Greek Island Odyssey with Bettany Hughes episode 5: Bettany arrives in the Peloponnese, a peninsula regarded as home to some of ancient Greece’s most legendary kings and vicious warriors. To understand the violent world in which the myths and legends are set, Bettany visits the bones of a 19-year-old-warrior who died more than 3,500 years ago.
Healed sword marks and a large hole in his skull are a testament to his environment. In Sparta, the home town of Helen of Troy, Bettany discovers what made the region’s warriors so feared, before heading to Mycenae, likely home to the kings and queens that inspired the story of the Trojan War.
Greek Island Odyssey with Bettany Hughes episode 5
The Peloponnese is a peninsula and geographic region in southern Greece. It is connected to the central part of the country by the Isthmus of Corinth land bridge which separates the Gulf of Corinth from the Saronic Gulf. During the late Middle Ages and the Ottoman era, the peninsula was known as the Morea, a name still in colloquial use in its demotic form. The peninsula is divided among three administrative regions: most belongs to the Peloponnese region, with smaller parts belonging to the West Greece and Attica regions.
The peninsula has been inhabited since prehistoric times. Its modern name derives from ancient Greek mythology, specifically the legend of the hero Pelops, who was said to have conquered the entire region. The name Peloponnesos means “Island of Pelops”.
The Mycenaean civilization, mainland Greece’s (and Europe’s) first major civilization, dominated the Peloponnese in the Bronze Age from its stronghold at Mycenae in the north-east of the peninsula. The Mycenaean civilization collapsed suddenly at the end of the 2nd millennium BC. Archeological research has found that many of its cities and palaces show signs of destruction. The subsequent period, known as the Greek Dark Ages, is marked by an absence of written records.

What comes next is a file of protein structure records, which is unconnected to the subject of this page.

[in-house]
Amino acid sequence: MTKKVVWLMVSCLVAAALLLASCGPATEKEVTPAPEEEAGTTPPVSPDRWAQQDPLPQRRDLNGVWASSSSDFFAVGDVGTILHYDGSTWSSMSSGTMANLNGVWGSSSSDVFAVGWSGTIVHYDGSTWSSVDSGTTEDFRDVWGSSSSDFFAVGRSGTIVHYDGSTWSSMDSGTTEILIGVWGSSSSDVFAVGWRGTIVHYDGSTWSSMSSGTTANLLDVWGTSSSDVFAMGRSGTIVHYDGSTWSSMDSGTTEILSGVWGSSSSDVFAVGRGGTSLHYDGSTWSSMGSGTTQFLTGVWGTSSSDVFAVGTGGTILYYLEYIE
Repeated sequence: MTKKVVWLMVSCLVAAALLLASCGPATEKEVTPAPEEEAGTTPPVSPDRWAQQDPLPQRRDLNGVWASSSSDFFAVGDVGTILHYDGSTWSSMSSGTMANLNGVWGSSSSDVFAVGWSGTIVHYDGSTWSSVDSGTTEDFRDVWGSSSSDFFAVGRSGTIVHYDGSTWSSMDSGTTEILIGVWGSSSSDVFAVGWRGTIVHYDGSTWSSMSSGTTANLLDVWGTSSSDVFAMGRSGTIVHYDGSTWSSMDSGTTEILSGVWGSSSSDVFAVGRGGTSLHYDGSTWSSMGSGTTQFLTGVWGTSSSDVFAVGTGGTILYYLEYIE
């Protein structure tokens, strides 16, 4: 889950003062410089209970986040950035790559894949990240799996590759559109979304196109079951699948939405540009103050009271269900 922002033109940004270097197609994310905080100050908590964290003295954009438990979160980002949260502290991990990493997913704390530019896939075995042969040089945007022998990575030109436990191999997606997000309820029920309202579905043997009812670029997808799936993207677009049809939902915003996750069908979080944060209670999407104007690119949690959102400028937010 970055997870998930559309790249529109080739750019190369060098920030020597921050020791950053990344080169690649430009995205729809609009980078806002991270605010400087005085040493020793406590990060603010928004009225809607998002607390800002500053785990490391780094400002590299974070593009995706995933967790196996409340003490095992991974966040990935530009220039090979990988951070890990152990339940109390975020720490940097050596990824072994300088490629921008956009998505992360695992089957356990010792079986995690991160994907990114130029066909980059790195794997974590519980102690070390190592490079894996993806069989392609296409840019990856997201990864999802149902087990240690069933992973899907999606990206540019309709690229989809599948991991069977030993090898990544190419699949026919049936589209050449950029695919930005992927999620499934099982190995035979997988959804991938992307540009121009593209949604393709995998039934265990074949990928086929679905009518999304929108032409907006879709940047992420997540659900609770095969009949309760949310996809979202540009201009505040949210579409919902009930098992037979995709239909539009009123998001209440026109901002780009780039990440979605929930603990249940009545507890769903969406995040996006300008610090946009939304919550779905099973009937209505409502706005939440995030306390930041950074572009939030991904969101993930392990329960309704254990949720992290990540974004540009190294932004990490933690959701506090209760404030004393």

Helen of Troy
In Greek mythology, Helen of Troy, Helen, Helena, also known as Helen of Sparta, was said to have been the most beautiful woman in the world. She was believed to have been the daughter of Zeus and Leda, and was the sister of Clytemnestra, Castor and Pollux, Philonoe, Phoebe and Timandra. She was married to King Menelaus of Sparta “who became by her the father of Hermione, and, according to others, of Nicostratus also.”
The usual tradition is that after the goddess Aphrodite promised her to Paris in the Judgement of Paris, she was seduced by him and carried off to Troy. This resulted in the Trojan War when the Achaeans set out to reclaim her. Another ancient tradition, told by Stesichorus, tells of how “not she, but her wraith only, had passed to Troy, while she was borne by the Gods to the land of Egypt, and there remained until the day when her lord [Menelaus], turning aside on the homeward voyage, should find her there.”